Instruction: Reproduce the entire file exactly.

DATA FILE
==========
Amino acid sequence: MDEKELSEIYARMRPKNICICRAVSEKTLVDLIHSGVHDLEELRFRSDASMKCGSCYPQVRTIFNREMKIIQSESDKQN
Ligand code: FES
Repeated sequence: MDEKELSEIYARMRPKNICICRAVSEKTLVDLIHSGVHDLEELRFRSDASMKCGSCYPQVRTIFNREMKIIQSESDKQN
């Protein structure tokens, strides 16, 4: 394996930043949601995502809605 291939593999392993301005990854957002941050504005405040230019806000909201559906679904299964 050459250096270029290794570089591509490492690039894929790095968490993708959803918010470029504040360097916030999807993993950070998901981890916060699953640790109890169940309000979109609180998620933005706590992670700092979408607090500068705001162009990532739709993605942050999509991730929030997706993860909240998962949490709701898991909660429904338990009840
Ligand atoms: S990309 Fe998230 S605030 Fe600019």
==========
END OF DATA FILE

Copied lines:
Amino acid sequence: MDEKELSEIYARMRPKNICICRAVSEKTLVDLIHSGVHDLEELRFRSDASMKCGSCYPQVRTIFNREMKIIQSESDKQN
Ligand code: FES
Repeated sequence: MDEKELSEIYARMRPKNICICRAVSEKTLVDLIHSGVHDLEELRFRSDASMKCGSCYPQVRTIFNREMKIIQSESDKQN
């Protein structure tokens, strides 16, 4: 394996930043949601995502809605 291939593999392993301005990854957002941050504005405040230019806000909201559906679904299964 050459250096270029290794570089591509490492690039894929790095968490993708959803918010470029504040360097916030999807993993950070998901981890916060699953640790109890169940309000979109609180998620933005706590992670700092979408607090500068705001162009990532739709993605942050999509991730929030997706993860909240998962949490709701898991909660429904338990009840
Ligand atoms: S990309 Fe998230 S605030 Fe600019």